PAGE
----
From that moment on, I felt no fear. It didn’t matter if I lived or died. I still believed none of us would survive. I just prayed, “God, don’t let another one of my soldiers die.”
As we loaded up our vehicle to go back into the city, one of my men, Brad Thomas, came to me. He said, “Sergeant, I can’t go out there. I’ve got a wife and family back home. I can’t go. I know I’ll die.”
I said, “Brad I know you’re scared. I’m scared. We’re all afraid. In fact if you’re not afraid there’s something psychologically wrong. But, Brad, don’t think of yourself as a coward because you’re scared. The difference between a hero and a coward is not fear but what you do with the fear. I won’t make you go, but I need you.”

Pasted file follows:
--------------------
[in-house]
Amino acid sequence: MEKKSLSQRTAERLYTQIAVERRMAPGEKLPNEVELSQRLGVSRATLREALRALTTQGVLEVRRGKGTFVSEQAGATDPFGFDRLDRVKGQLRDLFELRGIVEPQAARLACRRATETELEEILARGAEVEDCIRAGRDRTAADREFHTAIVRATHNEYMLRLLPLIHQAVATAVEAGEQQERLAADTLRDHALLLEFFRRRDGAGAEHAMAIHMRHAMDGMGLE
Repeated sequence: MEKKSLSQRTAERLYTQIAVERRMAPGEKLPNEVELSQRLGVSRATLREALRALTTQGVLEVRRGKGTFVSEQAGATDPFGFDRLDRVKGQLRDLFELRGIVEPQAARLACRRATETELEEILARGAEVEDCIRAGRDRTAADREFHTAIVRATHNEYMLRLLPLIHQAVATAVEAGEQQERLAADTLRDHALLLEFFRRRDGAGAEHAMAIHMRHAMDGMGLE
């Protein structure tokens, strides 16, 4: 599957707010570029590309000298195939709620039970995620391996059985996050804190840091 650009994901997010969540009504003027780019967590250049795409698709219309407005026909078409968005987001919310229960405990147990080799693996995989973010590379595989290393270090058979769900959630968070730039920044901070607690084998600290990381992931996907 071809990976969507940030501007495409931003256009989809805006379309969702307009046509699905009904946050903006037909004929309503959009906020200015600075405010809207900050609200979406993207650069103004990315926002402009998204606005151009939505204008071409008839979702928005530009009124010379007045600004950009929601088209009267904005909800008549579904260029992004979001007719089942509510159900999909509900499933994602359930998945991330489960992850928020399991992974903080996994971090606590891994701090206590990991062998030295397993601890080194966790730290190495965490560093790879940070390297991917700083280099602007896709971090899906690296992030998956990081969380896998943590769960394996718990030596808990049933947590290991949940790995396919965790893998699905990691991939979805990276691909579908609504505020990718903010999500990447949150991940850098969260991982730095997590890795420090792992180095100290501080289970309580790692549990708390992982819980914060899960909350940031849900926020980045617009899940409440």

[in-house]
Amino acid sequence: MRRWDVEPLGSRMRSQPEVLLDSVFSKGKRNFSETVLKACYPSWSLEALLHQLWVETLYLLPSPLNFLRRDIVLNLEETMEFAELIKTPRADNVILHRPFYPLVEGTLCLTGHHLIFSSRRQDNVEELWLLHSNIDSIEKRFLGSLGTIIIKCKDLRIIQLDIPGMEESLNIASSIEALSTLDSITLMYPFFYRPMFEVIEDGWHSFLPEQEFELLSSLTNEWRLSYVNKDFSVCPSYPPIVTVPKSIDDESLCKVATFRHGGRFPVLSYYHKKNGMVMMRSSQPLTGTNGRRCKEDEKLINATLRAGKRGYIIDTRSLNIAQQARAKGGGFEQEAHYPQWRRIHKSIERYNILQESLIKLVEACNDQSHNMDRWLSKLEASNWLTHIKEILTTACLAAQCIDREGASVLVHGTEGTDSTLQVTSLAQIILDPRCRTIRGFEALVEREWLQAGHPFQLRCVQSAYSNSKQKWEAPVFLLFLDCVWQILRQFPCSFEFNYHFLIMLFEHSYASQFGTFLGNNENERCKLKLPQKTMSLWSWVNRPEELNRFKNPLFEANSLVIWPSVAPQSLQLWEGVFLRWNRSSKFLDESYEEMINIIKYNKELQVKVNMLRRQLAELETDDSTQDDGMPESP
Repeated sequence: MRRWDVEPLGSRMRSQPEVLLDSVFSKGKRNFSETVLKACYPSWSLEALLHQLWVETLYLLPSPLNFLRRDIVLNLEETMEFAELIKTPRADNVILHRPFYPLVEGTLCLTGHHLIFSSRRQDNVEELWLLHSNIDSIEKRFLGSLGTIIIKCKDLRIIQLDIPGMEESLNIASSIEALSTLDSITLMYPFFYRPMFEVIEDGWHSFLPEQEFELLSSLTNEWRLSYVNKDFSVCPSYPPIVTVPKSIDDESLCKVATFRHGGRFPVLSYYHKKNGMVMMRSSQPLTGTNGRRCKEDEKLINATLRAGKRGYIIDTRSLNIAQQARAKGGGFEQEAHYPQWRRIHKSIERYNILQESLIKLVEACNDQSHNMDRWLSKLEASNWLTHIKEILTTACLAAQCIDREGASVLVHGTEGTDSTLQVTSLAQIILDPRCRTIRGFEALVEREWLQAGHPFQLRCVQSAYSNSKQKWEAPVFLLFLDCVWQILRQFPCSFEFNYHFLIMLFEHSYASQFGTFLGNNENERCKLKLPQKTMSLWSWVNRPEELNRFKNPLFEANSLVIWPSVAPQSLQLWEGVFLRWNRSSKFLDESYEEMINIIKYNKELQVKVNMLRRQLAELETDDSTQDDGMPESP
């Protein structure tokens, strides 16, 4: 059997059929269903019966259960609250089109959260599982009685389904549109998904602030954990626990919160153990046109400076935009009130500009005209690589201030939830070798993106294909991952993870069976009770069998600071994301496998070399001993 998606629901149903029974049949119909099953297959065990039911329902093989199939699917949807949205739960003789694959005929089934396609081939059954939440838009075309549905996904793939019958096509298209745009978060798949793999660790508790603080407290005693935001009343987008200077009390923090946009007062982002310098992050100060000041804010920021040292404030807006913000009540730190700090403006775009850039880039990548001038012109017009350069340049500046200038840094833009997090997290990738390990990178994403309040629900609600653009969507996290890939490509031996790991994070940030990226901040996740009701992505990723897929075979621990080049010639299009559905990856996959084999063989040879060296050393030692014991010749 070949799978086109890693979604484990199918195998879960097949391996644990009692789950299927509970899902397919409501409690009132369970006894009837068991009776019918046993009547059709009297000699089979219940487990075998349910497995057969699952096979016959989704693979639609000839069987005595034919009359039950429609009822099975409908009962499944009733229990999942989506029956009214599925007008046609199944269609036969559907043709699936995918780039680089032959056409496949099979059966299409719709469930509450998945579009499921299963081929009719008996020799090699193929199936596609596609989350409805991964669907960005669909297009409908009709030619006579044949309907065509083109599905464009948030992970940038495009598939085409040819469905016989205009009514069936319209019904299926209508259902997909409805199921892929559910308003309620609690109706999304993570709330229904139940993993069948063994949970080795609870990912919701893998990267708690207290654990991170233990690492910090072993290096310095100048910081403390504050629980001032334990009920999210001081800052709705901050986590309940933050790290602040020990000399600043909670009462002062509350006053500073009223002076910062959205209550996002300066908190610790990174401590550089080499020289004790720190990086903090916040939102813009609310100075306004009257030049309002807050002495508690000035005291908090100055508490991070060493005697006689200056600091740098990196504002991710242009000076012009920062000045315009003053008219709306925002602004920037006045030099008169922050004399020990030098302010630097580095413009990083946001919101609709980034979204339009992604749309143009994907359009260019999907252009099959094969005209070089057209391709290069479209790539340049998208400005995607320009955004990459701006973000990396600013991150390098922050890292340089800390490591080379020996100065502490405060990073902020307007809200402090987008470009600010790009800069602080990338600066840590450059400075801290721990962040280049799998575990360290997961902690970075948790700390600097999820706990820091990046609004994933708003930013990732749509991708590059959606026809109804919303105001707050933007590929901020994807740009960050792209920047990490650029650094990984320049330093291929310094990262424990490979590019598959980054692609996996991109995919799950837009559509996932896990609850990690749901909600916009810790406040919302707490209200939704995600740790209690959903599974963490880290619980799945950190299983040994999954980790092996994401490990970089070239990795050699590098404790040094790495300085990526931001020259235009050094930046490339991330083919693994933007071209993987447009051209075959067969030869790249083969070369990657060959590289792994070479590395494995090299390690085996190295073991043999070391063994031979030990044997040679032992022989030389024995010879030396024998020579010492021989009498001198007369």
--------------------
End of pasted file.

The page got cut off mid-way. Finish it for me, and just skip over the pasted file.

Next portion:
I left him along and got into my vehicle. In the rear view mirror, I watched Brad pick up his weapon. He got back into his vehicle fully expecting to die. He was willing to give his life for the mission. I felt my heart swell with pride as I drove out the gate.
We drove out of our base a second time. The Somalis were setting up road blocks and burning tires at every intersection. They fired their weapons and grenade launchers not ten feet away. Miraculously, none of my men were killed.
Soon we met a group of Rangers whose vehicles were badly shot up. Several had been killed, others wounded. Their vehicles were non-operational, so we loaded them on ours and took them back to the base.
I thought, "We’re safe, we’ve gotten everybody out. We’re okay!"